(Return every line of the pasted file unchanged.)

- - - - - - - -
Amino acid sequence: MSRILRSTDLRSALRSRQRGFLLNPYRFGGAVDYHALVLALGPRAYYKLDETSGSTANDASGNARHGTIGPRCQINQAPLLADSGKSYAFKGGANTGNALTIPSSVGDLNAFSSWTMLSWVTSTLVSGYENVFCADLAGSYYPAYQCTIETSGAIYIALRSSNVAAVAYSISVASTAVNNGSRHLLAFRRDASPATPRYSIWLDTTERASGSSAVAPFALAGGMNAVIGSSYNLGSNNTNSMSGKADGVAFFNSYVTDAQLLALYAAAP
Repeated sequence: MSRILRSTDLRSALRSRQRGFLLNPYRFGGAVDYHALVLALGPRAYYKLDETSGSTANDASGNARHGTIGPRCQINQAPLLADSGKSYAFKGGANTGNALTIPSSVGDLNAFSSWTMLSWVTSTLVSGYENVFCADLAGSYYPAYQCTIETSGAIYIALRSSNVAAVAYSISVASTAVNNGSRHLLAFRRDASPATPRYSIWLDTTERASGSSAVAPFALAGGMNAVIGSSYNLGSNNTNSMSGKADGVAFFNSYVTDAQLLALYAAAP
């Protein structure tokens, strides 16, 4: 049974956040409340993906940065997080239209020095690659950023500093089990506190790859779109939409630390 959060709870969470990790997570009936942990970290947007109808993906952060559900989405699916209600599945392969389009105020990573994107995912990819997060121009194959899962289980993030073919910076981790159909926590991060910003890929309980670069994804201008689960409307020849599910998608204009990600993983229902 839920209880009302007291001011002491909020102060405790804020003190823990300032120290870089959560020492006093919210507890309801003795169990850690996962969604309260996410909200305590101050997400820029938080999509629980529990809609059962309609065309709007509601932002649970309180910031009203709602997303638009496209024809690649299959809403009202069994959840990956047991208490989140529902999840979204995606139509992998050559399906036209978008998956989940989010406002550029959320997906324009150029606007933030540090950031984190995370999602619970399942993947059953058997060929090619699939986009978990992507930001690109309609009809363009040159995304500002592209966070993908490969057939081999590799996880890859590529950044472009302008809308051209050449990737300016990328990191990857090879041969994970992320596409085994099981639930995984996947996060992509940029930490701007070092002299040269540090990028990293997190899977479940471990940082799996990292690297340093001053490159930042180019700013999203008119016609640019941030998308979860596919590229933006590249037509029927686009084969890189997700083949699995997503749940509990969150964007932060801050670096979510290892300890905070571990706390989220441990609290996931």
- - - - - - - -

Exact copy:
Amino acid sequence: MSRILRSTDLRSALRSRQRGFLLNPYRFGGAVDYHALVLALGPRAYYKLDETSGSTANDASGNARHGTIGPRCQINQAPLLADSGKSYAFKGGANTGNALTIPSSVGDLNAFSSWTMLSWVTSTLVSGYENVFCADLAGSYYPAYQCTIETSGAIYIALRSSNVAAVAYSISVASTAVNNGSRHLLAFRRDASPATPRYSIWLDTTERASGSSAVAPFALAGGMNAVIGSSYNLGSNNTNSMSGKADGVAFFNSYVTDAQLLALYAAAP
Repeated sequence: MSRILRSTDLRSALRSRQRGFLLNPYRFGGAVDYHALVLALGPRAYYKLDETSGSTANDASGNARHGTIGPRCQINQAPLLADSGKSYAFKGGANTGNALTIPSSVGDLNAFSSWTMLSWVTSTLVSGYENVFCADLAGSYYPAYQCTIETSGAIYIALRSSNVAAVAYSISVASTAVNNGSRHLLAFRRDASPATPRYSIWLDTTERASGSSAVAPFALAGGMNAVIGSSYNLGSNNTNSMSGKADGVAFFNSYVTDAQLLALYAAAP
């Protein structure tokens, strides 16, 4: 049974956040409340993906940065997080239209020095690659950023500093089990506190790859779109939409630390 959060709870969470990790997570009936942990970290947007109808993906952060559900989405699916209600599945392969389009105020990573994107995912990819997060121009194959899962289980993030073919910076981790159909926590991060910003890929309980670069994804201008689960409307020849599910998608204009990600993983229902 839920209880009302007291001011002491909020102060405790804020003190823990300032120290870089959560020492006093919210507890309801003795169990850690996962969604309260996410909200305590101050997400820029938080999509629980529990809609059962309609065309709007509601932002649970309180910031009203709602997303638009496209024809690649299959809403009202069994959840990956047991208490989140529902999840979204995606139509992998050559399906036209978008998956989940989010406002550029959320997906324009150029606007933030540090950031984190995370999602619970399942993947059953058997060929090619699939986009978990992507930001690109309609009809363009040159995304500002592209966070993908490969057939081999590799996880890859590529950044472009302008809308051209050449990737300016990328990191990857090879041969994970992320596409085994099981639930995984996947996060992509940029930490701007070092002299040269540090990028990293997190899977479940471990940082799996990292690297340093001053490159930042180019700013999203008119016609640019941030998308979860596919590229933006590249037509029927686009084969890189997700083949699995997503749940509990969150964007932060801050670096979510290892300890905070571990706390989220441990609290996931």